Cheques will be phased out by October 2018, but only if adequate alternatives are developed, the body that oversees payments strategy has said.
The board of the UK Payments Council has set the date in a bid to encourage the advance of other forms of payment.
The first cheque was written 350 years ago and the decision will be greeted with disappointment by some small businesses and consumers.
The Council said there should be "no scenario" for using cheques by 2018.
The target date for the closure of the system that processes cheques has been set for 31 October 2018, after the board described the payment method as in "terminal decline".
However, there will be annual checks on the progress of other payments systems and a final review of the decision will be held in 2016.
"The goal is to ensure that by 2018 there is no scenario where customers, individuals or businesses, still need to use a cheque," the Payments Council said in a statement.
"The board will be especially concerned that the needs of elderly and vulnerable people are met."
The decision was not unanimous, however the four independent members of the board - who are not from the banking industry - voted in favour of setting the target date.
The Payments Council accepted that cheques were still used for payments to sole traders, small businesses, clubs, charities and schools.
Now it wants to find "easy-to-use efficient alternatives" to the cheque which are understood by everybody.
"Customers are not likely to see any immediate change as the target date is still a long way off," said Paul Smee, chief executive of the Payments Council.
"There are many more efficient ways of making payments than by paper in the 21st century, and the time is ripe for the economy as a whole to reap the benefits of its replacement.
"But the real challenge lies ahead if we are going to be comfortable to wave goodbye to the cheque, which undeniably occupies a unique place in British culture."
Banks and credit providers have been investing in chips which allow a customer to pay when the chip is pushed against a sensor, known as contactless technology.
The use of mobile phones to allow people to make payments is also regularly promoted as the future of payments systems.
Charities representing older people have said that paper-based payments systems should be available for those who are not comfortable with new technology.
"We are concerned that this [decision] will give the green light to banks and retailers to start phasing them out even sooner [than 2018]," said Andrew Harrop, of Age Concern and Help the Aged.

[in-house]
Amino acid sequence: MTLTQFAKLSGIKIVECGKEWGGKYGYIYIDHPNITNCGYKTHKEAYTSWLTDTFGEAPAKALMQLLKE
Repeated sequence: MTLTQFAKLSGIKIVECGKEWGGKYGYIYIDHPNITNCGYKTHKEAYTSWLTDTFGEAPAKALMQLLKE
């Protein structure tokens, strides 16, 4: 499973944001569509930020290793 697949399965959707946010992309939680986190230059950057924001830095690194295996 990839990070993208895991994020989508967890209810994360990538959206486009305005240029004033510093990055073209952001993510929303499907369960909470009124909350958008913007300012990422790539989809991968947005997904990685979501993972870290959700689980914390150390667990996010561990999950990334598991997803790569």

"The Payments Council needs to urgently come up with some practical alternatives to replace cheques or it will be condemning thousands of older people to extra worry, cost and financial insecurity."
Dot Gibson, of the National Pensioners Convention, said: "This is such a selfish decision, made by people who are clearly out of touch with the way millions of older pensioners manage their affairs."
Many stores - including all the major UK supermarket chains - have chosen to stop accepting cheques as shoppers turned to debit cards or stick with cash. Cheques are also the most expensive form of transaction for shops.
The cheque's predecessor was the bill of exchange - a way for traders to buy and sell goods without the need to carry cumbersome and valuable quantities of gold and silver.
The earliest cheque in the UK was thought to have been written 350 years ago, dated 16 February. It was made out for £400, signed by Nicholas Vanacker, made payable to a Mr Delboe, and drawn on Messrs Morris and Clayton - scriveners and bankers of the City of London.
In the early days, cheques were used relatively infrequently, mainly by merchants and traders for high-value transactions. They had to be confident that these handwritten pieces of paper could be guaranteed.
They were often issued by goldsmiths within a local network of traders who knew and trusted each other.
Printing processes meant they started to be used by customers of commercial banks. Personal cheque payment volumes reached a peak of 2.4 billion in 1990, and have since fallen steadily to 663 million in 2008.